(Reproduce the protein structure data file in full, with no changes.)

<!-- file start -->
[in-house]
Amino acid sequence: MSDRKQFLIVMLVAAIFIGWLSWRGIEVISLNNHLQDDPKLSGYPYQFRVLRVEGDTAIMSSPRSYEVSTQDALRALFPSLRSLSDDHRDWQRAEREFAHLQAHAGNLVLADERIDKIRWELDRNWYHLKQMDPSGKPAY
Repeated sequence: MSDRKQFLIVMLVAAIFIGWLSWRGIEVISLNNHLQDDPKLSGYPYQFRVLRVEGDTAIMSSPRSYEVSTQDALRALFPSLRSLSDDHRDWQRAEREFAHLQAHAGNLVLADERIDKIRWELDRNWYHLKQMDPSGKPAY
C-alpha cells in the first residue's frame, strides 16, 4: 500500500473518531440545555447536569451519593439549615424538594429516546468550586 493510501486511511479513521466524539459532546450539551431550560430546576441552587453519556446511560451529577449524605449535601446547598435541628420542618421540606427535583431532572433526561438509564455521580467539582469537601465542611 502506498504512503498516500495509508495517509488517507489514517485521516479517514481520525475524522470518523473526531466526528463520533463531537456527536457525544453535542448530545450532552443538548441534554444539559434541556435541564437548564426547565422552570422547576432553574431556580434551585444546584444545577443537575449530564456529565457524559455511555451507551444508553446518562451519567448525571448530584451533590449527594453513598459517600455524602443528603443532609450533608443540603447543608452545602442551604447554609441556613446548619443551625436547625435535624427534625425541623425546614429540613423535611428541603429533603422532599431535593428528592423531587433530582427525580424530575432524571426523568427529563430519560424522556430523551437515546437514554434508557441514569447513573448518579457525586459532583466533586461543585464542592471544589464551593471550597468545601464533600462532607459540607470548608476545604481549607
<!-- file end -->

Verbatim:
[in-house]
Amino acid sequence: MSDRKQFLIVMLVAAIFIGWLSWRGIEVISLNNHLQDDPKLSGYPYQFRVLRVEGDTAIMSSPRSYEVSTQDALRALFPSLRSLSDDHRDWQRAEREFAHLQAHAGNLVLADERIDKIRWELDRNWYHLKQMDPSGKPAY
Repeated sequence: MSDRKQFLIVMLVAAIFIGWLSWRGIEVISLNNHLQDDPKLSGYPYQFRVLRVEGDTAIMSSPRSYEVSTQDALRALFPSLRSLSDDHRDWQRAEREFAHLQAHAGNLVLADERIDKIRWELDRNWYHLKQMDPSGKPAY
C-alpha cells in the first residue's frame, strides 16, 4: 500500500473518531440545555447536569451519593439549615424538594429516546468550586 493510501486511511479513521466524539459532546450539551431550560430546576441552587453519556446511560451529577449524605449535601446547598435541628420542618421540606427535583431532572433526561438509564455521580467539582469537601465542611 502506498504512503498516500495509508495517509488517507489514517485521516479517514481520525475524522470518523473526531466526528463520533463531537456527536457525544453535542448530545450532552443538548441534554444539559434541556435541564437548564426547565422552570422547576432553574431556580434551585444546584444545577443537575449530564456529565457524559455511555451507551444508553446518562451519567448525571448530584451533590449527594453513598459517600455524602443528603443532609450533608443540603447543608452545602442551604447554609441556613446548619443551625436547625435535624427534625425541623425546614429540613423535611428541603429533603422532599431535593428528592423531587433530582427525580424530575432524571426523568427529563430519560424522556430523551437515546437514554434508557441514569447513573448518579457525586459532583466533586461543585464542592471544589464551593471550597468545601464533600462532607459540607470548608476545604481549607